One thing I enjoy very much about living here is getting to know our land and the way it changes throughout the year. When I walk in the woods, I like to take the same walk I took the day before, or even that morning, and see what has grown or bloomed or died back. If you had told me in college that I would become a wildflower hobbyist, I would have backed slowly away. But I have, and I love it.
So far, in the years we've been here, a different flower seems to have a surge every spring. Two years ago, we had a ton of Clintonia. Last year we had a bumper crop of sarsaparilla. This year seems to be a good year for bunchberries. In June, almost everything that blooms is white. The crop of white flowers is set off by marsh marigolds in the middle of May and bluebells by the middle of June.
The first white flowers we see are the anemones. They generally show up at the beginning of May, although everything came late this year. These are the first real flowers we see after the spring bulbs are done. They open up (as this one has) on sunny days, then close up and droop on cloudy days. They are long-lasting and I sometimes spot them, in cool places deep in the woods, into July. Then there are always a few that bloom in the fall, just for fun.
We had a terrible pollen season this year. I took the anemone picture a couple weeks ago when the pollen was thick on everything; you can see it on the leaves. When it rained, our driveway looked like it was full of yellow paint.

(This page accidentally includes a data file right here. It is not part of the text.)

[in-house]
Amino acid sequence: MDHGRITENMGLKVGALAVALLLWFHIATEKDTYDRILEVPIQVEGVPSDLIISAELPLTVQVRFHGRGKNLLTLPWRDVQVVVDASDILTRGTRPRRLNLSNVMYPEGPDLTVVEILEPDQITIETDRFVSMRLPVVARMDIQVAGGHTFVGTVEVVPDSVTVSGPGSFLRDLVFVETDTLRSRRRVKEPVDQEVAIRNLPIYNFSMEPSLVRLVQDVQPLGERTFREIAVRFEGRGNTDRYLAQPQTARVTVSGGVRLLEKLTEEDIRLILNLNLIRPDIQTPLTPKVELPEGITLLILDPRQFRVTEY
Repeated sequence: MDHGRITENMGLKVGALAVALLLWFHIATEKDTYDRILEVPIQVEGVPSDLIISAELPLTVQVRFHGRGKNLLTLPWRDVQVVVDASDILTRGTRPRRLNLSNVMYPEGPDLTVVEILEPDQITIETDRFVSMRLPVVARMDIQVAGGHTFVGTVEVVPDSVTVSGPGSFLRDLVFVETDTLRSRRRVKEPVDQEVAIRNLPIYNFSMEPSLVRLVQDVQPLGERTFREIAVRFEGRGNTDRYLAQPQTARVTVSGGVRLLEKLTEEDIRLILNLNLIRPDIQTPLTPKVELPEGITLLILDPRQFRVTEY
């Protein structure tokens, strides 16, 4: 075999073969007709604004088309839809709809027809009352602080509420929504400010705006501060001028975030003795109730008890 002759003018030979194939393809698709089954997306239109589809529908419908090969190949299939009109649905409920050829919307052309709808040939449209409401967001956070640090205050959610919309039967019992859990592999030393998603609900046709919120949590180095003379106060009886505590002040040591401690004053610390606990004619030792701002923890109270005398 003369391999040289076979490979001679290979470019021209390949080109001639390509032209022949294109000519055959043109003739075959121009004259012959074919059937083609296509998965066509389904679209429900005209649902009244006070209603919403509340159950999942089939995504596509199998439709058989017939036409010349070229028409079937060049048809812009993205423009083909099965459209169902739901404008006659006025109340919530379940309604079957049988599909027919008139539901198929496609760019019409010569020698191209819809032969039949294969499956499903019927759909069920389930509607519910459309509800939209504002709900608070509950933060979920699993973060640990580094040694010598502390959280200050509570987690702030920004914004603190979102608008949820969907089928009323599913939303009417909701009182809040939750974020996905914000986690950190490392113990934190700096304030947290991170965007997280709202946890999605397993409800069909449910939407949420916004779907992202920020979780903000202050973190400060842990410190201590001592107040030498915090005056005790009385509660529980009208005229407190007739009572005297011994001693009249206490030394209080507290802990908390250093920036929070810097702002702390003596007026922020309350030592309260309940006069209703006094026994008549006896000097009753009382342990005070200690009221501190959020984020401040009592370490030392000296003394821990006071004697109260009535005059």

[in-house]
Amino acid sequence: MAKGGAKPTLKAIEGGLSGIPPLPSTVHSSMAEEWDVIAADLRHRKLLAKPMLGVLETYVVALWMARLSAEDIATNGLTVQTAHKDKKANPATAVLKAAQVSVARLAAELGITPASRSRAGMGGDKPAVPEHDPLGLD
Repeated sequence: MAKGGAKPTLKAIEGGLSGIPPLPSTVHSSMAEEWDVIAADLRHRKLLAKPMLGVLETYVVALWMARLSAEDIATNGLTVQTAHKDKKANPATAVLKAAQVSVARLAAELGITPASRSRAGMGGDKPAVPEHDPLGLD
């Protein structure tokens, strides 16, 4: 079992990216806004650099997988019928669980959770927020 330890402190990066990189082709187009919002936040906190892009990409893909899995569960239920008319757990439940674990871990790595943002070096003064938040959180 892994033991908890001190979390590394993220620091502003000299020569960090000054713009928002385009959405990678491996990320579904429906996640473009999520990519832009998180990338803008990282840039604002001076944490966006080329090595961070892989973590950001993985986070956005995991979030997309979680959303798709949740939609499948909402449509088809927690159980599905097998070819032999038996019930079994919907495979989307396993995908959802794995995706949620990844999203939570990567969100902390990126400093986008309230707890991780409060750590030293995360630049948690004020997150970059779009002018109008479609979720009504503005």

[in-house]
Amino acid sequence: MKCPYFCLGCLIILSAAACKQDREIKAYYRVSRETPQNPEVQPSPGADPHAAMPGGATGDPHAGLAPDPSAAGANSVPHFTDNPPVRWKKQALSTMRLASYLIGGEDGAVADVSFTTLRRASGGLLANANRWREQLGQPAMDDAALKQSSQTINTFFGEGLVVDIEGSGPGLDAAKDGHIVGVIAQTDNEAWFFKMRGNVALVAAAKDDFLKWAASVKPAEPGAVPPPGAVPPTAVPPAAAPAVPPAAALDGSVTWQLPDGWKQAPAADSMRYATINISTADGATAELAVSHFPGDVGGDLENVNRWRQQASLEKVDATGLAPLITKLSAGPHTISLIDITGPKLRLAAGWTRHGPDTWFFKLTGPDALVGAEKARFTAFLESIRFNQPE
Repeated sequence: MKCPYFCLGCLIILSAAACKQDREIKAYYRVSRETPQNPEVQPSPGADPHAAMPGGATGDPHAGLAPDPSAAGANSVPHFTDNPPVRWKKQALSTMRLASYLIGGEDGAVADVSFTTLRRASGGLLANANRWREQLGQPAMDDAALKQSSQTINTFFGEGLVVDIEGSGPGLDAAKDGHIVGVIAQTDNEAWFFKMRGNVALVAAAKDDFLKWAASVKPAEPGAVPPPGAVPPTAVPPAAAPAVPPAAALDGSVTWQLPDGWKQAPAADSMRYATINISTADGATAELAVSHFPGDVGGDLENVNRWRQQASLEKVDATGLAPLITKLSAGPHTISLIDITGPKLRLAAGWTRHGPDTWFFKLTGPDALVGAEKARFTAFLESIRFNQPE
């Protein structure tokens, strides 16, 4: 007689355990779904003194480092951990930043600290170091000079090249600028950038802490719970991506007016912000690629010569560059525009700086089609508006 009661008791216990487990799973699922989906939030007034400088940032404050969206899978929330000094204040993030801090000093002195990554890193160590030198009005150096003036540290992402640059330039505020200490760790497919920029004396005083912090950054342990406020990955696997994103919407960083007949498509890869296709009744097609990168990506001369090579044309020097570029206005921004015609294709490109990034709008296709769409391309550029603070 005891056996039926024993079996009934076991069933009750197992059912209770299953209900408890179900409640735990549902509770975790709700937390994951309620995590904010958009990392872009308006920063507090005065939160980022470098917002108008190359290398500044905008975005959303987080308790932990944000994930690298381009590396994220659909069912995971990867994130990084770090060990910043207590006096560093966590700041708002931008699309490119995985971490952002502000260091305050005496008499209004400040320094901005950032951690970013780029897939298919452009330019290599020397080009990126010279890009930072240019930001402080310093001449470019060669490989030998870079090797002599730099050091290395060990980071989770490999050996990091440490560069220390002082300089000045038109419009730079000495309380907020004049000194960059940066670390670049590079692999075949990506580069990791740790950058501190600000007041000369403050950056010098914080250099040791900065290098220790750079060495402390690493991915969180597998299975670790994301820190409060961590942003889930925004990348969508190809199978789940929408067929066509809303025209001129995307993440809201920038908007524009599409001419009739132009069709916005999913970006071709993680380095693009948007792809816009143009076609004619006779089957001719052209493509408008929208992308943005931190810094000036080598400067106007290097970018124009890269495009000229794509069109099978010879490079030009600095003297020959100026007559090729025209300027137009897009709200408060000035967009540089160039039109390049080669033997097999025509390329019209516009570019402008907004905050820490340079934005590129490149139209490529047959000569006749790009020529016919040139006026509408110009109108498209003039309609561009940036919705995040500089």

As I said, this is a good year for bunchberries. I learned that the bunchberry flower is not a flower -- the actual flower is the group of little nodules at the center, and the plant grows four white leaves around the nodules to trick bees into thinking it's a flower. The white leaves start out as green (as seen here) and seem to turn white as they get more sun. In the summer the kids can pick and nibble on the bunchberries. They are edible but because of the large stone it's really more for the novelty of picking and eating something right of the plant. A good patch of bunchberries can be very pretty, although not as impressive as a field of trillium.
This is a trillium, but not the kind of trillium I wish we had. We have nodding trillium, which hides its flowers under its petals. It's hard to find on the forest floor; you really have to be watching for it. The good news is last year I saw two plants (both of which produced blooms), and this year I've seen five, all of which produced blooms.
Speaking of sarsaparilla, here is what it looks like when it blooms. We have a lot of it this year, although not as much as last year.
If I recall correctly, this is a Canadian mayflower. It's about as tall as the length of an adult finger and just as cute as it looks here. Unfortunately it was never sunny when I wanted to take a picture of it, so it looks a little drab here. I have never been to the BWCAW, but as I understand it, these are very common there.
Using blossoms is cheating a little. And really, these are a little more pink than white. Instead I should include a shot of our white apple blossoms, which are just starting to come out. However, I include the plum blossoms because they smell so fantastic. I would wear plum-blossoms scent as a perfume if I could. Including this photo would make more sense if I had a smellovision blog.
This is called the starflower, and it's my favorite of the spring white wildflowers. It's a little less common on our land than some of the other wildflowers and is a treat to find. The blossom is about as big as a thumbnail so it almost feels like you're finding a little jewel when you see one.